Focusing on Criminal Intent
One area where compliance officers and practitioners need to focus is on the requisite intent for a criminal violation. For compliance officers facing difficult policy choices on FCPA compliance policies, the touchstone of such policies should be the employee’s intent — was it criminal, negligent or benign?
It is one thing to have a policy which requires prior approval for any gift to a foreign official with a value of over $50 but it is another to examine the amount, the employee’s intent, the context and the surrounding circumstances to determine if the employee was giving the gift with the intent to break the law – ultimately that is the question and the standard to apply.
The FCPA has three separate knowledge or scienter standards for an anti-bribery criminal violation:
(1) any violation must be done “corruptly”;
(2) for criminal penalties to be imposed on an individual, the individual must additionally have acted “willfully” (for corporations, there is no requirement that the violation be committed “willfully”); and
3) if liability is premised on a payment to a third party, the payment must have been made “while knowing” that the money or thing of value would be directed in whole or part to a foreign official.
Of the three, only one—the requirement of knowledge that a payment to a third party will be directed to a foreign official—is defined in the statute. There is no definition of “corruptly” or “willfully.”
For payments to third parties, the statute provides that a person’s state of mind is “knowing” with respect to conduct, a circumstance, or a result if: a) the person is aware that he is engaging in the conduct, that the circumstance exists or that the result is substantially certain to occur; or b) the person has a firm belief that the circumstance exists or that the result is substantially certain to occur. Knowledge of the existence of a particular circumstance is established if the person is aware of a high probability of the existence of such circumstance, unless the person actually believes that the circumstance does not exist.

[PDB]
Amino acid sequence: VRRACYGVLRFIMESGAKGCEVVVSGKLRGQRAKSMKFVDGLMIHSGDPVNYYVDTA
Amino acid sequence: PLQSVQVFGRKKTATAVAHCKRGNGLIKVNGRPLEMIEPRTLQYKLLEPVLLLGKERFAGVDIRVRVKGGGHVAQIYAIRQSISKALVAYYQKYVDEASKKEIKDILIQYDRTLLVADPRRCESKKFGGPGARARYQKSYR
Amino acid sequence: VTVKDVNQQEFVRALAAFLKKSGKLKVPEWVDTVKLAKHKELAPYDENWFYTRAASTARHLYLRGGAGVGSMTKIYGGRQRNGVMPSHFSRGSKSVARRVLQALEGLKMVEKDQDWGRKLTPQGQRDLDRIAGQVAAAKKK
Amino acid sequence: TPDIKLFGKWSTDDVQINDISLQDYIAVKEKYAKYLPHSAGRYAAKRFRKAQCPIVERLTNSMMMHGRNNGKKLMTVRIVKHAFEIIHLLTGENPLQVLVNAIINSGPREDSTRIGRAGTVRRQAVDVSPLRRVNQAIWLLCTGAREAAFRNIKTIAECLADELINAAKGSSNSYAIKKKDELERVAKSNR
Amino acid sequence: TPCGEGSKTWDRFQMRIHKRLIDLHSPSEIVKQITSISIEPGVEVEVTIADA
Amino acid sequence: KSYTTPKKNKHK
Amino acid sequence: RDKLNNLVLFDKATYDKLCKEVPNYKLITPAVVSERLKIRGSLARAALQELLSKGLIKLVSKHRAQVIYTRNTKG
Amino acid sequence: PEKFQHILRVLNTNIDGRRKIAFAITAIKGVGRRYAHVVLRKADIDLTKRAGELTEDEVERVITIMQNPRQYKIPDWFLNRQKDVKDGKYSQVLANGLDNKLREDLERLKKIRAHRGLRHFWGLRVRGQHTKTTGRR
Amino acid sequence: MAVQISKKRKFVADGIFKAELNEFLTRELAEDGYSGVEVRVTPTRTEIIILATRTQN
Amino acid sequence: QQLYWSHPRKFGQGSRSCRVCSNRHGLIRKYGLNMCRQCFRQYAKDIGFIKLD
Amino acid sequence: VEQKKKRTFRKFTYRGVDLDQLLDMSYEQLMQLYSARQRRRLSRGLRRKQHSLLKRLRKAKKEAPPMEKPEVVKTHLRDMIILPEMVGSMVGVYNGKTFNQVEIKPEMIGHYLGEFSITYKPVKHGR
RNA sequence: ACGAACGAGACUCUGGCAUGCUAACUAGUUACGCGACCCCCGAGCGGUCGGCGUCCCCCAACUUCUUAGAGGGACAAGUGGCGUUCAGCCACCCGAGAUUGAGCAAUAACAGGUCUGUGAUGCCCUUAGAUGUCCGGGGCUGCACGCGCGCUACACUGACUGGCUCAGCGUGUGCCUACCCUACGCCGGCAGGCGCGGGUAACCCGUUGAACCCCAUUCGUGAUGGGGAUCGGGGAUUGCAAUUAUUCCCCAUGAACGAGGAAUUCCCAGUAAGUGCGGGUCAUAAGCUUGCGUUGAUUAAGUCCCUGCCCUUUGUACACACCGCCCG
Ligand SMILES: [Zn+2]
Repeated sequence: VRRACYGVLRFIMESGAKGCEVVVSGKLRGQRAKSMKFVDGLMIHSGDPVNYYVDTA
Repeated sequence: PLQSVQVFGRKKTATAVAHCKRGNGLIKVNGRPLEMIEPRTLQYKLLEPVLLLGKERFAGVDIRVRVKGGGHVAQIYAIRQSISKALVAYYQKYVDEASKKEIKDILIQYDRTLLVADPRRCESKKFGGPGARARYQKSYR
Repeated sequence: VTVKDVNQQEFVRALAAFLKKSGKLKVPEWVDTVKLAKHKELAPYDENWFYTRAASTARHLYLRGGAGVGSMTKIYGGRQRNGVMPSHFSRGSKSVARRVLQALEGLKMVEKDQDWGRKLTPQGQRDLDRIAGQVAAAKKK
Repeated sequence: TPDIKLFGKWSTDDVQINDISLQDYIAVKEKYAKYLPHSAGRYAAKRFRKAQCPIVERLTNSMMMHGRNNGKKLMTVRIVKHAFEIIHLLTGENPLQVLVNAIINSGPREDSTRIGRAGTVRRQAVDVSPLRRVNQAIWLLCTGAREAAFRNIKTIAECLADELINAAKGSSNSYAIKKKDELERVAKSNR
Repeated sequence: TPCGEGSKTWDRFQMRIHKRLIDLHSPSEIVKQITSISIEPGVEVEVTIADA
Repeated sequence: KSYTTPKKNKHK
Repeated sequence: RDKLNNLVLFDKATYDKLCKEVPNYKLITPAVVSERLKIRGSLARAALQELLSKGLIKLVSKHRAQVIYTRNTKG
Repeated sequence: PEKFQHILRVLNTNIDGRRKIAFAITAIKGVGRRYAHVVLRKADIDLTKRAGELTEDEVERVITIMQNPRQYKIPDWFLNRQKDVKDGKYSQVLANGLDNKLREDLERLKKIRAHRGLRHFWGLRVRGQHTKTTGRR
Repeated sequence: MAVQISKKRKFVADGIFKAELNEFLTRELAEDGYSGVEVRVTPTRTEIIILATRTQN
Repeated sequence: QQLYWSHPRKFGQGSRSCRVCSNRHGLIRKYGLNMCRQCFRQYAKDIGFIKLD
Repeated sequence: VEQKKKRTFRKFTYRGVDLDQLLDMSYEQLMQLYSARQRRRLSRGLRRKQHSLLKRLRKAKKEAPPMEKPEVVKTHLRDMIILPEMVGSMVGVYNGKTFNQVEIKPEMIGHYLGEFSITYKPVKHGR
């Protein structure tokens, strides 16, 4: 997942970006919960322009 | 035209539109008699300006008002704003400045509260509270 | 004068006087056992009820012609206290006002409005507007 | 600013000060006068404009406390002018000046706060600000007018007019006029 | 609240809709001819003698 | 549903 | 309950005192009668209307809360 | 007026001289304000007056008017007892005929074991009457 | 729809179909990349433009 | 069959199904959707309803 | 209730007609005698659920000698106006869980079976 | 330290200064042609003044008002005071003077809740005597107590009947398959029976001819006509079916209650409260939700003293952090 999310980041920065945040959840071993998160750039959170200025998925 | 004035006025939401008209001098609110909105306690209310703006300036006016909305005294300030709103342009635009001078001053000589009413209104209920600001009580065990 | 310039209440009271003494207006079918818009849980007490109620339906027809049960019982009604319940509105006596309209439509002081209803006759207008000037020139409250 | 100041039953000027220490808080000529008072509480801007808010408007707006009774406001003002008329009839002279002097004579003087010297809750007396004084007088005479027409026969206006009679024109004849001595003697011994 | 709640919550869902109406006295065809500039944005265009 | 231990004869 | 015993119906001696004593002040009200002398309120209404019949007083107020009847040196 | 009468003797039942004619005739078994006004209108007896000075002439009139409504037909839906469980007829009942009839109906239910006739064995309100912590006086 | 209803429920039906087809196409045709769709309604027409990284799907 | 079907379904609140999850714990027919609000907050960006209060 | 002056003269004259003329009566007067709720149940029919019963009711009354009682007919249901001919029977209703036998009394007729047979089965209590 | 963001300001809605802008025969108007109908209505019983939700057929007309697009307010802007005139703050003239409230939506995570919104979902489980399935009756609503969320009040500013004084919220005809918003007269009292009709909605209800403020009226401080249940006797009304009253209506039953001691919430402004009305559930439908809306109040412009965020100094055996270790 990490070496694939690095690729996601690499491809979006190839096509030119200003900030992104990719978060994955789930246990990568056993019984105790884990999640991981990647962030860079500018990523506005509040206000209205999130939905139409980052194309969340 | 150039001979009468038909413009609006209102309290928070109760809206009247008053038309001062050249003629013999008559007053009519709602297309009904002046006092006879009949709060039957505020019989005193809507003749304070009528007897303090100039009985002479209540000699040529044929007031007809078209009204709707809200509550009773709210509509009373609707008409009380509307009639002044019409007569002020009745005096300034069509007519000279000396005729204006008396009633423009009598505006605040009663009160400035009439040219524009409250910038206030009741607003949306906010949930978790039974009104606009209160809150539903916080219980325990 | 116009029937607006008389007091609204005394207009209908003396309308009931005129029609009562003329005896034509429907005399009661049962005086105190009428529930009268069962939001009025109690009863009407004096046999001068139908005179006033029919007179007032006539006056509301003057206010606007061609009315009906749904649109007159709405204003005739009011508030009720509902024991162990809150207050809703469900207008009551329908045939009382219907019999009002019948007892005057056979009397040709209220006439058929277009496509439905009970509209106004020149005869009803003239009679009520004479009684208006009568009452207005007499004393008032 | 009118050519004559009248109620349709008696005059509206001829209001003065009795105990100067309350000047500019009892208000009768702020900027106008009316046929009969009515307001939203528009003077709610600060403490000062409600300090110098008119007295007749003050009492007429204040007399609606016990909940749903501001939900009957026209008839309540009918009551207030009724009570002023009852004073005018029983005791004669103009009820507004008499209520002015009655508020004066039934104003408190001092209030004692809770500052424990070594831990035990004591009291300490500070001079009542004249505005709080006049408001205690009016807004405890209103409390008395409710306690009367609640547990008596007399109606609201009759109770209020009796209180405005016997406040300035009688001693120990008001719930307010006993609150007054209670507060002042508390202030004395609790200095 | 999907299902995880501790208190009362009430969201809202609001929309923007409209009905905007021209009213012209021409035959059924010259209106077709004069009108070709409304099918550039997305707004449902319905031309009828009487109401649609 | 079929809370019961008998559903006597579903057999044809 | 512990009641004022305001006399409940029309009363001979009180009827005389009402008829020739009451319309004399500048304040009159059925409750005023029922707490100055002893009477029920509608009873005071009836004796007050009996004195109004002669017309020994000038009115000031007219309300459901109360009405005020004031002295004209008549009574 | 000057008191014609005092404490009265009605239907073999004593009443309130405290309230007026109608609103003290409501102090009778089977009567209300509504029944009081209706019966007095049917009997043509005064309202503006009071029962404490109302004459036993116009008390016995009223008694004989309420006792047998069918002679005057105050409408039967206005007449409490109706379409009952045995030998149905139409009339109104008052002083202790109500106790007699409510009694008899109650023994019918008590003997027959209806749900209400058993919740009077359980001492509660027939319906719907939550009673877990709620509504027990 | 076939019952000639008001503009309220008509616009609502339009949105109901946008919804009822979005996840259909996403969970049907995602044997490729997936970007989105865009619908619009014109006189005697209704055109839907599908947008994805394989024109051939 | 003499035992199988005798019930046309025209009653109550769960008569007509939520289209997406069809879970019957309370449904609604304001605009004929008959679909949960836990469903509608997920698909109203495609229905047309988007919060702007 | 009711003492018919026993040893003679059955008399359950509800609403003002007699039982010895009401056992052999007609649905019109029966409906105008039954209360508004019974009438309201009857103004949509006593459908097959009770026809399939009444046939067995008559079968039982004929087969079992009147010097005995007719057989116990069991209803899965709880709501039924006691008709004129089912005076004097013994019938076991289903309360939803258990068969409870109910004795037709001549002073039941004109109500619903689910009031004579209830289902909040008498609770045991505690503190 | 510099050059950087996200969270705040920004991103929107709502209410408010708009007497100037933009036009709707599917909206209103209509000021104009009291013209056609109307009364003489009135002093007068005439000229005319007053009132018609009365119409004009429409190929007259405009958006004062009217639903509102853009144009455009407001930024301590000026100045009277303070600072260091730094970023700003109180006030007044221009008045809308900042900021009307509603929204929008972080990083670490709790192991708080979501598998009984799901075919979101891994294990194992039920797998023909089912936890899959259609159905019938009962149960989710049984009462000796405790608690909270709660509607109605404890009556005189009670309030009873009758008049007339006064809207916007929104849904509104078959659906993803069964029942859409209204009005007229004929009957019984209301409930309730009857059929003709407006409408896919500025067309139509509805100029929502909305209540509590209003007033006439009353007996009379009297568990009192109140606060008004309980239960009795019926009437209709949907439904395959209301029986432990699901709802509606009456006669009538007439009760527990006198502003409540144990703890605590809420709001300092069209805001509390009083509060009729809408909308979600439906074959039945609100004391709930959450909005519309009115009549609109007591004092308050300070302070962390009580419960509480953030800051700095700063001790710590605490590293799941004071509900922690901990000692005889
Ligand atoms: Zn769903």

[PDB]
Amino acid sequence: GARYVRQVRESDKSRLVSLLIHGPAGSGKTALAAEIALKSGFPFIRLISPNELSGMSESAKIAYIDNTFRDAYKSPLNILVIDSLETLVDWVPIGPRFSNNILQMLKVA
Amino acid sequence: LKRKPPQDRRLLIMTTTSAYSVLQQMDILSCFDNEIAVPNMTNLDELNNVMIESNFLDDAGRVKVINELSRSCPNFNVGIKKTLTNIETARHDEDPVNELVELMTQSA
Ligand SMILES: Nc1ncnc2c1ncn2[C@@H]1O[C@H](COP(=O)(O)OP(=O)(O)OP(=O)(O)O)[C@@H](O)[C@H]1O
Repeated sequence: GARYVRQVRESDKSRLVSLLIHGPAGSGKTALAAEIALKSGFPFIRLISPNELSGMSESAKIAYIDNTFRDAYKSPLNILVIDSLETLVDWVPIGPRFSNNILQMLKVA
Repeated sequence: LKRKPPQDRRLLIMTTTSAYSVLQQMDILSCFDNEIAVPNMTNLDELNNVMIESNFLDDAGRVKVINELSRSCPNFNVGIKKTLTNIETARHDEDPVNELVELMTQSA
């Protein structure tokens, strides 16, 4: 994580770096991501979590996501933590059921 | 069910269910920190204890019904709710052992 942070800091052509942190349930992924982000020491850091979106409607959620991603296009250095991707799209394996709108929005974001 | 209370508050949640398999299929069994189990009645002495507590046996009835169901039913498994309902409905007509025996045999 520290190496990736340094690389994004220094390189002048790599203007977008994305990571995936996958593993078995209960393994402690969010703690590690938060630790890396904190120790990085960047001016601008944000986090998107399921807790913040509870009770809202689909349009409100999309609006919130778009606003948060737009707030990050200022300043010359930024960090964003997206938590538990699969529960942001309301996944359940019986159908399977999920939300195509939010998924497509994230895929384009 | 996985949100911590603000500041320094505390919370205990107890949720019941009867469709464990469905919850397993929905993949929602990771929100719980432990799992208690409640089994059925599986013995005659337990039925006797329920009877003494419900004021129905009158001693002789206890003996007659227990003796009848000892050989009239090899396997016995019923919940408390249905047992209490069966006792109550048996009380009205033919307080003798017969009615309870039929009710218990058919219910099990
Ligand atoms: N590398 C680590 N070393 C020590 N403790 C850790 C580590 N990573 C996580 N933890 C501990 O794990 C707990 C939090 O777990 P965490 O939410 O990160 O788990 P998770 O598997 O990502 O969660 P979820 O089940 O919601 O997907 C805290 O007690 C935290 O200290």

The “high probability” standard was intended by Congress to ensure that “knowledge” encompassed the concepts of “conscious disregard” and “willful blindness.” The head-in-the sand or “ostrich” concept is thus addressed: recklessly ignoring red flags can and will lead to a finding of knowledge under the anti-bribery provisions. This knowledge standard is important because very often a payment in violation of the FCPA is made to a foreign official by a third party, such as a foreign agent.
But what about “corruptly” and “willfully”?
Although neither of these terms is defined in the statute, the legislative history of the FCPA provides guidance on the meaning of “corruptly.” The Senate indicated that the purpose of including the word “corruptly” was “to make clear that the offer, payment, promise, or gift, must be intended to induce the recipient to misuse his official position in order to wrongfully direct business to the payor or his client. Thus, the word ‘corruptly’ connotes an evil motive or purpose, an intent to wrongfully influence the recipient.
Courts now define an act done as “corruptly” done if done voluntarily and intentionally, and with a bad purpose or evil motive of accomplishing either an unlawful end or result, or a lawful end or result but by some unlawful method or means. The term “corruptly” in the FCPA requires that the act was done with intent to induce the recipient to misuse his official position.
With respect to the term “willfully,” the Supreme Court has long criticized Congress for using such term because of its inexact meaning. In the FCPA context, it has been defined to require that the individual knew he was doing something generally “unlawful” at the time of his action.
The bottom line when it comes to compliance is that the alleged criminal acts have to be done “corruptly” and “willfully” if for an individual – meaning with a bad purpose or evil motive to induce the recipient to misuse his or her official position, and while knowing that he or she was doing something unlawful at the time of his or her action.
The intent can be inferred from the surrounding circumstances but the implication for compliance purposes is obvious – for example, if a gift is given with documentation of a review and approval process which confirms the lack of any illegal intent, then the compliance program has done all that it can and should do to protect the company and the individuals.